Recent case: Two black workers were fired for being clocked in and not working. It was their first offense. Earlier, one of the workers had complained to HR about a co-worker who was proselytizing at work.

They sued, alleging race discrimination and retaliation. First, they showed that a Hispanic worker wasn’t fired the first time he was caught not working while clocked in. Second, they argued that the earlier religious complaint was protected activity and the real reason for discharge.

Having shown someone else outside their protected class having received more lenient treatment, the judge said both claims could move forward. (Smith v. Formaspace Logistics, WD TX, 2019)

Use date-and-time-stamp to document when firing decision was really made

When employees are in trouble at work, they usually know it—especially if you use progressive discipline. Then they know how close they are to getting fired.

In desperation, some grasp for any advantage they can think of by requesting FMLA leave or some kind of disability accommodation, thinking that will delay or prevent termination. Don’t let them get away with it!

Go ahead and terminate, but be prepared for a possible lawsuit by having clear documentation of the reason you disciplined them. Even better: Place a date-and-time-stamp on the documentation immediately after you write it up. Having proof of exactly when you recorded the need for discipline can be useful if a claim winds up in court.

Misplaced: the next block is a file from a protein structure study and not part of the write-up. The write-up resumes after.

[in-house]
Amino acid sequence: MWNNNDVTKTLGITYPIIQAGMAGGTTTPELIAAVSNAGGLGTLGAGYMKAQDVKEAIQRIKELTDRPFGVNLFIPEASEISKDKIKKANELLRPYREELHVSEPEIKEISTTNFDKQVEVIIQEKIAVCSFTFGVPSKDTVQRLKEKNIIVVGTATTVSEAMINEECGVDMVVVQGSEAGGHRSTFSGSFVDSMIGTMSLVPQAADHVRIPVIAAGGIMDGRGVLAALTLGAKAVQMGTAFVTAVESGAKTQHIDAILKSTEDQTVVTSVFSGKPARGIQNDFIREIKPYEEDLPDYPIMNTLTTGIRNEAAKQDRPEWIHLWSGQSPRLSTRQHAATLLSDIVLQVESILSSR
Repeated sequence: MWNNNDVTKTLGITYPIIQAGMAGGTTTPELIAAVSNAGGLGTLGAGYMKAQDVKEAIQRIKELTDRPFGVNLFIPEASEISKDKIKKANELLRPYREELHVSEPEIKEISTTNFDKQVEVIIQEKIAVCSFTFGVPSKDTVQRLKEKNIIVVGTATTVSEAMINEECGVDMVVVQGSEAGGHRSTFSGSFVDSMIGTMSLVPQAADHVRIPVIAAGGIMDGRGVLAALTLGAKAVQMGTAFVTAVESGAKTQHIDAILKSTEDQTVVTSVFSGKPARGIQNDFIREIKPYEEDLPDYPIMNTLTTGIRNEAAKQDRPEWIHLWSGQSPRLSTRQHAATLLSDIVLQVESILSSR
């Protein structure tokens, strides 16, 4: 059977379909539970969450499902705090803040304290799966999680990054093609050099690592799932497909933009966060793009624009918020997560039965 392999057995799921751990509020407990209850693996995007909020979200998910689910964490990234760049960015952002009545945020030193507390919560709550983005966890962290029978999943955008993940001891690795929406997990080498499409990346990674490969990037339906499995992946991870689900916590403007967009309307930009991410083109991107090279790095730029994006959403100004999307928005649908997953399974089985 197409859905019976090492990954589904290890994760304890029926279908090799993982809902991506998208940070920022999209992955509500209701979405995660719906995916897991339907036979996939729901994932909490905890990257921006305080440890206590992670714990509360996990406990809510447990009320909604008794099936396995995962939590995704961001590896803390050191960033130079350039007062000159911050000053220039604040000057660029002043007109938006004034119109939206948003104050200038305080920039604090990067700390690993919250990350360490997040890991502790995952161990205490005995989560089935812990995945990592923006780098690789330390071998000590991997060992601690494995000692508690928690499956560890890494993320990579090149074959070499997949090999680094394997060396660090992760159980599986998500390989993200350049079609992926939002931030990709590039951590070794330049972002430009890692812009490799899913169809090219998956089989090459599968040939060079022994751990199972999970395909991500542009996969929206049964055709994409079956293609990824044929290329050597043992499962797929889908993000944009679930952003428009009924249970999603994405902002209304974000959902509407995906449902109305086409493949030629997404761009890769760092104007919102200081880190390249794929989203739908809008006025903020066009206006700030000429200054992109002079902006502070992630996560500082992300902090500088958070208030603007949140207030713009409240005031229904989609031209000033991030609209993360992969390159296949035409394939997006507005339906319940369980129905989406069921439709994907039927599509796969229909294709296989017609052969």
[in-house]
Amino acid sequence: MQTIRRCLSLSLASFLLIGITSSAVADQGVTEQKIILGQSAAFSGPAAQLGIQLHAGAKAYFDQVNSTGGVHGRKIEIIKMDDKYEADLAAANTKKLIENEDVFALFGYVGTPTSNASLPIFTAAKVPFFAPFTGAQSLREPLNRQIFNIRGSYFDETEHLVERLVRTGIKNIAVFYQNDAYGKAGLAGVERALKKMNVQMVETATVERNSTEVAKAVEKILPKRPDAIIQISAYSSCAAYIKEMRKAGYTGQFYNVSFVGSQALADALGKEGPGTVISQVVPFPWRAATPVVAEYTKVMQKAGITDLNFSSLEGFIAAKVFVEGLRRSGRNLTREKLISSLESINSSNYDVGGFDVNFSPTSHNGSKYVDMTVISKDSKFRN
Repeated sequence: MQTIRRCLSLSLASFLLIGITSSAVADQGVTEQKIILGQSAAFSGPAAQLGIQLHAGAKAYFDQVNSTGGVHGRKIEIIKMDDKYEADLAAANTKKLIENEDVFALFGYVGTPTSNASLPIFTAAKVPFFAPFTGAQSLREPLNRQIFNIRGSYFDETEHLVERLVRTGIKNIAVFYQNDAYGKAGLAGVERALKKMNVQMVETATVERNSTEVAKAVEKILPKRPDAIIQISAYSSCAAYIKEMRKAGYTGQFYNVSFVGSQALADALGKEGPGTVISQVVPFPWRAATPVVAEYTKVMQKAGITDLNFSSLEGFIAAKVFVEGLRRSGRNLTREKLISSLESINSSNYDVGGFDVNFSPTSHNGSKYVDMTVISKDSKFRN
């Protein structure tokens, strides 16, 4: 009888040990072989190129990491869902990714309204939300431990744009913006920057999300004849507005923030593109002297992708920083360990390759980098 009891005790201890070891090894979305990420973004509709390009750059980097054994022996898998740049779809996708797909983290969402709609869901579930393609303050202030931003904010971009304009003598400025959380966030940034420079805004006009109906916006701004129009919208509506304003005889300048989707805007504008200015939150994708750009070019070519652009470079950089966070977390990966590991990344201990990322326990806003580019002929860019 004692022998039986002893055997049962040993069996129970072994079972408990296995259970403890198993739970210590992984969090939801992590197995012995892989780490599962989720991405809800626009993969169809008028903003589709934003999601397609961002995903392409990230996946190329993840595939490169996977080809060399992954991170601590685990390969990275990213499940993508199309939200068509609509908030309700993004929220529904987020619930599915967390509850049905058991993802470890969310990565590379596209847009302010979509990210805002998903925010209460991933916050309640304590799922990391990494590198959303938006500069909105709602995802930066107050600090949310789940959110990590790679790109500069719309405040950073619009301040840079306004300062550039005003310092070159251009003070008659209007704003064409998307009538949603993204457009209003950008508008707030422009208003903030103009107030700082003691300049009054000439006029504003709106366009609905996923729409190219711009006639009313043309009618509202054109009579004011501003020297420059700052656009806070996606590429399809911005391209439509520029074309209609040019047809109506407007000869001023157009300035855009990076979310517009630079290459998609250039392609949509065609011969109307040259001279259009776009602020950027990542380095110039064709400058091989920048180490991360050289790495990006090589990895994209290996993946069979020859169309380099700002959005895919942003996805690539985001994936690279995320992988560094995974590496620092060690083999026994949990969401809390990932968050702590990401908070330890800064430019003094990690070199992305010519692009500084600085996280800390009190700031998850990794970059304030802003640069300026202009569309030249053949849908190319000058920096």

Recent case: Matthew worked for a telemarketing company that sells aftermarket automobile warranties. He answered customer calls, using a telephone, keyboard, computer and mouse.

The company uses a progressive discipline system to combat tardiness and unexcused absences. The first occurrence nets an oral warning. If there’s another event within five weeks, the employee receives a written warning. A third infraction within the following five weeks means a written warning, plus a one-day suspension. Another incident nets either a one-week suspension or a termination.

Matthew was tardy or absent enough to have earned four oral warnings, four written warnings and a one-day suspension. He escaped termination only because he sometimes managed to go five weeks before incurring additional absences or late arrivals. However, he was at the point where he would be fired the next time he missed work or arrived late.

Matthew put in a request for time off for a doctor’s appointment the day before it was scheduled. Because another member of his team was already off that day, HR turned down the request.

Even so, Matthew didn’t show up for the scheduled shift and instead went to the doctor. He told the doctor he had pain in his hands and arms from using the computer at work. The doctor gave him a note for the absence that included a request for an ergonomic computer desk and equipment.

Meanwhile, his supervisor contacted HR to report the absence and recommended termination under the attendance policy. HR concurred and the supervisor sent a memo to HR confirming that at 9:00 a.m., the employer had decided to terminate Matthew.

He showed up with the doctor’s note shortly after, requesting a reasonable accommodation. Instead, he learned he had been fired.

Matthew sued, alleging he had been fired because he was disabled and requested accommodations. He argued that the timing alone was suspicious. He was, after all, fired within minutes of telling his manager he needed a reasonable accommodation and never got a chance to engage in the interactive accommodations process.

But the court noted that by the time Matthew made his accommodation request, he had already been fired. That meant he had no case. Because the employer could show clearly exactly when it made the discharge decision, Matthew was unable to show a connection between requesting an accommodation and his termination. (Sammartine v. NCWC Dealer Services, Court of Appeal of California, 2019)